A $1 Billion Opportunity: NCAA Brackets as Investments

Picking brackets like you'd pick stocks.

Mar 20, 2014 at 9:57AM

March Madness is in full bloom. Stoking the madness is an alluring incentive: Quicken Loans (with the help of Warren Buffett and Berkshire Hathawaywill award $1 billion to anyone who can get a perfect bracket. Though it's unlikely that anyone will actually win the grand prize, top finalists will win $100,000 each (not a bad payday for a free bet). So can we improve our chances of winning?

Since we talk about stocks and investing so much, let's use that knowledge to give ourselves an edge in bracket-picking. I wrote this article because the skills we use to pick stocks and create portfolios are directly applicable to picking brackets. Plus, it's fun to talk brackets.

Where is there value?

We all know that there is a big difference between perception and reality. What a stock (or team) trades for (what its seeded) can vary drastically from its true value. For this portion of your analysis, take a look at leading websites, like sagarin.com or kenpom.com, to get a ranked listing of the teams based on their statistical value -- it's the closest thing we can get to "valuation" for this practice.

If you see a 4 seed ranked 41st in the country, then maybe you shouldn't think of it as a "4 seed" in your brackets. There's a chance it'll only be in the tournament for a "short" amount of time. Likewise, if you see Louisville as a 4 seed, yet they are ranked in the top 5 overall, it could be time to take them "long" into the final four.

What is the market pricing in?

In the first round, it's typical for eight to 12 upsets to occur. How do you pick the right ones? First, skip Weber State and Coastal Carolina. It's fun to swing for the fences and be the person to call it, but it's not happening -- a 16-seed has never beaten a 1-seed, and it won't happen this year either.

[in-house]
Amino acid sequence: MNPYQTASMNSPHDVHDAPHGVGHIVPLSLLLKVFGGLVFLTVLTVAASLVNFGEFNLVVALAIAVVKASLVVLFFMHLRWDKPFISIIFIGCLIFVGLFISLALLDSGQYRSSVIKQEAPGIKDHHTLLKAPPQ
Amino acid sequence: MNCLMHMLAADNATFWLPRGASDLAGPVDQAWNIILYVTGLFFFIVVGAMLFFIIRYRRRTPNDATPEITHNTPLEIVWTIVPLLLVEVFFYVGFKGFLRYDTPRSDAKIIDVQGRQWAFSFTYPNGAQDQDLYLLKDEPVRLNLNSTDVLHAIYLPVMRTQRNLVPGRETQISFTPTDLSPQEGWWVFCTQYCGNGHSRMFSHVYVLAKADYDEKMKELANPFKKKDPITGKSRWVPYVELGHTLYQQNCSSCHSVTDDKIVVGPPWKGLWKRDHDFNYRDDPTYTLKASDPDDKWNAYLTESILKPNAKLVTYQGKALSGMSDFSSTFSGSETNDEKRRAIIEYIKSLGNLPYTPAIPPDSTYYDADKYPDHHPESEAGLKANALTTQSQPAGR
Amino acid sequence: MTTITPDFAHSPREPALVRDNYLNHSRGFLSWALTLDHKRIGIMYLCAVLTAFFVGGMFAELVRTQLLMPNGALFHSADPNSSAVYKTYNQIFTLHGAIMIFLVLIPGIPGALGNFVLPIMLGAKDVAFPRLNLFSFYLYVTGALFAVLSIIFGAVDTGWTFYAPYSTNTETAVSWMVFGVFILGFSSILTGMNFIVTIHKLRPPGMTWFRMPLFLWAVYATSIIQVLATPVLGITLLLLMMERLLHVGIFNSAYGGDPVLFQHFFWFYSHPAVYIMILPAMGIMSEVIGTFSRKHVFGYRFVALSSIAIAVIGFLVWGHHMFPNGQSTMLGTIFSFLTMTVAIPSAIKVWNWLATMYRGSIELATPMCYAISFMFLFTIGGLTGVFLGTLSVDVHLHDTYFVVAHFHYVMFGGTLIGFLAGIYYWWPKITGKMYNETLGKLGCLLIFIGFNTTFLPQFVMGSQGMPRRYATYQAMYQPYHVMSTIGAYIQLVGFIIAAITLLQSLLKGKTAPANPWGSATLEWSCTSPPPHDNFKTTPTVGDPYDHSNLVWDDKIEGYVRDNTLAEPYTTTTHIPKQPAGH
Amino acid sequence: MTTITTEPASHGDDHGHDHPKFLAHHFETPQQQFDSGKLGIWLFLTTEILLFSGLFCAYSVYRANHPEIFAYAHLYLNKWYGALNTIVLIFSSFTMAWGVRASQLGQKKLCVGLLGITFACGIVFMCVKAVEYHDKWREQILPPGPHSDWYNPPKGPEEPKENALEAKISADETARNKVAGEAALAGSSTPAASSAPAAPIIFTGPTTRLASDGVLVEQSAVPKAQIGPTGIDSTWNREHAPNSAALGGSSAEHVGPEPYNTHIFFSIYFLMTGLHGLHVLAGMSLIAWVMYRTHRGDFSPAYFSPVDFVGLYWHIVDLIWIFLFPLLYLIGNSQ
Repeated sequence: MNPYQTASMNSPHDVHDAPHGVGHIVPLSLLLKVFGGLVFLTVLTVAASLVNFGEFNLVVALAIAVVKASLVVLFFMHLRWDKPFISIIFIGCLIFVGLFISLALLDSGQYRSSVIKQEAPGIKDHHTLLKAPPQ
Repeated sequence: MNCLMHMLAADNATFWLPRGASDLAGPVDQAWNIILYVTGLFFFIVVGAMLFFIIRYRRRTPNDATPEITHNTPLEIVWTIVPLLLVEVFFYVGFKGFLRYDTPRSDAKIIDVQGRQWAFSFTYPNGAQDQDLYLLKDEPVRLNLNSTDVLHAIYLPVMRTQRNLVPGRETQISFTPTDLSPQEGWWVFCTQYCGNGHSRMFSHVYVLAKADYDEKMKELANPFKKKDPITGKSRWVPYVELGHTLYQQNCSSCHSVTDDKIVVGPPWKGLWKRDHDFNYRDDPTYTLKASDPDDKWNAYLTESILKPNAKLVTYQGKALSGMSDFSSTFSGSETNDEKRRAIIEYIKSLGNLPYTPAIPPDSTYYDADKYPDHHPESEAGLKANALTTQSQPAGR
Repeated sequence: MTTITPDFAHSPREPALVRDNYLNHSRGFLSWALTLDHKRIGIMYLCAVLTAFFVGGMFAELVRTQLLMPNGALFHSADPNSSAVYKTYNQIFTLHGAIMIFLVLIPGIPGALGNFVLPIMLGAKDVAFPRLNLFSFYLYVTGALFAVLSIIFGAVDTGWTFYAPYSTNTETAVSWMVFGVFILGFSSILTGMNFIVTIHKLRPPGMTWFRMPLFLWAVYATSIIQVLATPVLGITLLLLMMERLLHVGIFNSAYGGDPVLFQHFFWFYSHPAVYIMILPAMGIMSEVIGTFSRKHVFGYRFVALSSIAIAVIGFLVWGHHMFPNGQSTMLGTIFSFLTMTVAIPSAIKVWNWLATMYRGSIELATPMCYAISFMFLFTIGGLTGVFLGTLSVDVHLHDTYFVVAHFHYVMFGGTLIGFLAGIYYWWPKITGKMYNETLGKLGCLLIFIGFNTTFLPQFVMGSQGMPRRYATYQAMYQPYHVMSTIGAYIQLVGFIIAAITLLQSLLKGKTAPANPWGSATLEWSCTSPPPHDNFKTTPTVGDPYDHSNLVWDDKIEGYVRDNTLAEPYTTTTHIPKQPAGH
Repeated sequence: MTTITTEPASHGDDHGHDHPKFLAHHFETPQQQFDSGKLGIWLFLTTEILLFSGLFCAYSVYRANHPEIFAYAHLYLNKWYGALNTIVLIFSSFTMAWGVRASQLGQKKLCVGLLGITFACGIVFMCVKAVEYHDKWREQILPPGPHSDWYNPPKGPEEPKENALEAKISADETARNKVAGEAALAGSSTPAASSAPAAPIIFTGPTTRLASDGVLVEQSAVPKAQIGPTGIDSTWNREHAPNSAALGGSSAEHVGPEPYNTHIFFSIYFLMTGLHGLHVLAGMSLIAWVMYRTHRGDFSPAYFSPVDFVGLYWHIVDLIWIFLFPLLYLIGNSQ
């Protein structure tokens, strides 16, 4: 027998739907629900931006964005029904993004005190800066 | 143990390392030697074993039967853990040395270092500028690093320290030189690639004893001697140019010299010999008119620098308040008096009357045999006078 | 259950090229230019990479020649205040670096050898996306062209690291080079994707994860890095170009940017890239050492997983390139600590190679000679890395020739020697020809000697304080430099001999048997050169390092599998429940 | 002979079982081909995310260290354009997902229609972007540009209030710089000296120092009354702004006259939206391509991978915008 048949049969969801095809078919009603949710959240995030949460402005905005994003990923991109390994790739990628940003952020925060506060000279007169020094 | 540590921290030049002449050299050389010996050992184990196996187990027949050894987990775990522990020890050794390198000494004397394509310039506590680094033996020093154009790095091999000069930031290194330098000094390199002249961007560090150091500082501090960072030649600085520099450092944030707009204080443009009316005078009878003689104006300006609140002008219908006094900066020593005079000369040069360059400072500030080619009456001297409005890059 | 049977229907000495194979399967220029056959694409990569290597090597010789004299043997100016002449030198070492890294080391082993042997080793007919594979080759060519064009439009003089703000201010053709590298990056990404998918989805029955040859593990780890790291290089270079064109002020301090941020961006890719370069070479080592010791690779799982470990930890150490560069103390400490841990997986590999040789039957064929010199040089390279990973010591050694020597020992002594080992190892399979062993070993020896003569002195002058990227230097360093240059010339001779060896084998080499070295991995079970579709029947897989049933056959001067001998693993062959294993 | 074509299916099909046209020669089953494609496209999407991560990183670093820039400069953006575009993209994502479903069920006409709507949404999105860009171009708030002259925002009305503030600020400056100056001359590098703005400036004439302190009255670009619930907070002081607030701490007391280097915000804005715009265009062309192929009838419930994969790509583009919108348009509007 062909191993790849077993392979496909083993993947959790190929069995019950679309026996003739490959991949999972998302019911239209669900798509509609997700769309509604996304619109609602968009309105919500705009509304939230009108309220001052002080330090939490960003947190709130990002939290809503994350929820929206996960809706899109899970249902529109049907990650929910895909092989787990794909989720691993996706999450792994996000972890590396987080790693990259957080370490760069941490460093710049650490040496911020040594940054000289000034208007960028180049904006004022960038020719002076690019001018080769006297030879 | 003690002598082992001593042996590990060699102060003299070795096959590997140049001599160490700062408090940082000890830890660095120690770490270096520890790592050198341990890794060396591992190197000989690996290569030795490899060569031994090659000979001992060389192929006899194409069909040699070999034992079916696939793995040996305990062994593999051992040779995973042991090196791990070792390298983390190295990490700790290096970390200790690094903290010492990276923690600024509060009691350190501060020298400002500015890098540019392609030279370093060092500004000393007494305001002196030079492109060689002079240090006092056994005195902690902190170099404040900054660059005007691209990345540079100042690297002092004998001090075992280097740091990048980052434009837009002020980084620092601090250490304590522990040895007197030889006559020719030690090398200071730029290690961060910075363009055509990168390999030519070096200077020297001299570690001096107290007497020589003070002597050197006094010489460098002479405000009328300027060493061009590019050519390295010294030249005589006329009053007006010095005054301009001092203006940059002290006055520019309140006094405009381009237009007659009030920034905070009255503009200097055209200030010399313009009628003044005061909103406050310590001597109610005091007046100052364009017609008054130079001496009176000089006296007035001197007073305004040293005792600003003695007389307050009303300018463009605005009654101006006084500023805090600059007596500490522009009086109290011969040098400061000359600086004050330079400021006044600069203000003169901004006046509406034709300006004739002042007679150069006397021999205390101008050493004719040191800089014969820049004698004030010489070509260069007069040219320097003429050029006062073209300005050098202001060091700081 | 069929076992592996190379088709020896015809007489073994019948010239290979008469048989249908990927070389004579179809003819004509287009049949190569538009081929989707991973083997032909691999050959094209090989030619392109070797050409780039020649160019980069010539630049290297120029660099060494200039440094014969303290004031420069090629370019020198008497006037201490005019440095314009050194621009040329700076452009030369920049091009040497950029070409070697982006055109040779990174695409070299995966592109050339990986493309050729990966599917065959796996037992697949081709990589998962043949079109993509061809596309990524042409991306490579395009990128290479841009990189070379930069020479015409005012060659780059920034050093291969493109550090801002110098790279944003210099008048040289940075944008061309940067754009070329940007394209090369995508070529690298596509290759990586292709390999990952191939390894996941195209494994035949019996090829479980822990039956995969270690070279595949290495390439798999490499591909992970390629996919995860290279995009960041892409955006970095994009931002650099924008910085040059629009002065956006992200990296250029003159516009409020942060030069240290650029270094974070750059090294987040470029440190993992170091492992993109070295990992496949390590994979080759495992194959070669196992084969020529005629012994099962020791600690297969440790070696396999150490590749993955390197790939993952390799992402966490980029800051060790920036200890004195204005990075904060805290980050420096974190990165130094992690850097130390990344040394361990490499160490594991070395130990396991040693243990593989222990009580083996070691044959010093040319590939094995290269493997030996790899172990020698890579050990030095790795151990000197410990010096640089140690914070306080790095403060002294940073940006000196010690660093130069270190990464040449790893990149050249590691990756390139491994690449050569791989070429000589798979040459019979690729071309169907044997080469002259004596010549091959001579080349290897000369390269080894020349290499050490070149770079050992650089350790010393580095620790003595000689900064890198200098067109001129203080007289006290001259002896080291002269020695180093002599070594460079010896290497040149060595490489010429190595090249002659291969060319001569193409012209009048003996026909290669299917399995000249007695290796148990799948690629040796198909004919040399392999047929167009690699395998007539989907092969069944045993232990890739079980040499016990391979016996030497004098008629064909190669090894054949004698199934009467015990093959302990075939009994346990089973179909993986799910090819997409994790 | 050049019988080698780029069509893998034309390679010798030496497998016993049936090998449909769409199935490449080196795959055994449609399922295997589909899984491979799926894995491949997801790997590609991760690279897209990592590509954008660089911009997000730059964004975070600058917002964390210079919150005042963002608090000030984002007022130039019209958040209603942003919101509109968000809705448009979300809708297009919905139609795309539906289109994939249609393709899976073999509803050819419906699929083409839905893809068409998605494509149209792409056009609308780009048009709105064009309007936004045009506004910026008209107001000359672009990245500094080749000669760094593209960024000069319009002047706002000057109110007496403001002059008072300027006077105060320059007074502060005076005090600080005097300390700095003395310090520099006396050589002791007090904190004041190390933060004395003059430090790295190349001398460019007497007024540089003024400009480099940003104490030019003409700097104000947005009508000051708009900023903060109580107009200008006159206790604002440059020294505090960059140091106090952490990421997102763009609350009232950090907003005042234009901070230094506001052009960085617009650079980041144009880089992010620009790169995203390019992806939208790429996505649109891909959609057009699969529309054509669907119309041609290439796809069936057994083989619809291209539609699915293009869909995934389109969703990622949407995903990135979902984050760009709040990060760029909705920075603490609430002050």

In order to properly find upsets, put your "trader hats" on and ask: What is the market pricing in?

For this, we will look at what market participants (bettors) are pricing in (through betting lines, or what investors would call "quotes") for each game:

8 seed vs 9 seed

Team (seed)

(team on left favored)


Pittsburgh (9)


Colorado (8)

Oklahoma State (9)


Gonzaga (8)

Memphis (8)


George Washington (9)

Kentucky (8)


Kansas State (9)


7 seed vs 10 seed


(team on left favored)


Texas (7)


Arizona State (10)

UConn (7)


St. Joseph's (10)

New Mexico (7)


Stanford (10)

Oregon (7)


BYU (10)

"The market" is pricing in that two 9-seeds will win their games, while also pricing in that it's less likely Kentucky loses its first-round game than higher-seeded Oregon. I like to look at this analysis to get a feel for "market participant perception," just as I would if I were trading.

I think the best way to use this strategy is relative to other games on the same line (like comparing all 7 vs. 10 games against each other, just like comparing metrics on similar companies).

When in doubt, pick teams that have done a good job lowering transportation costs

If it's still too close to call, take the team that's closer to home. There's a better chance their fans show up, the effects of time zone changes (if any) or lower, and it's easier to focus on the game, which could result in a better performance. Good luck to any team that has to play Syracuse in Buffalo, or Duke in Raleigh, N.C.

Don't fall in love with a stock (or a team)

Do you have that one stock in your portfolio that's never really made you money, but you don't want to sell it because you've convinced yourself that you're in it for the long haul? Chances are picking your bracket in the same manner will result in equal dissatisfaction. Maybe it's your alma mater, maybe you watched them as kid, or maybe "Pounce the Panther" out of Milwaukee is the coolest thing you have ever seen; BUT DON'T PICK THEM!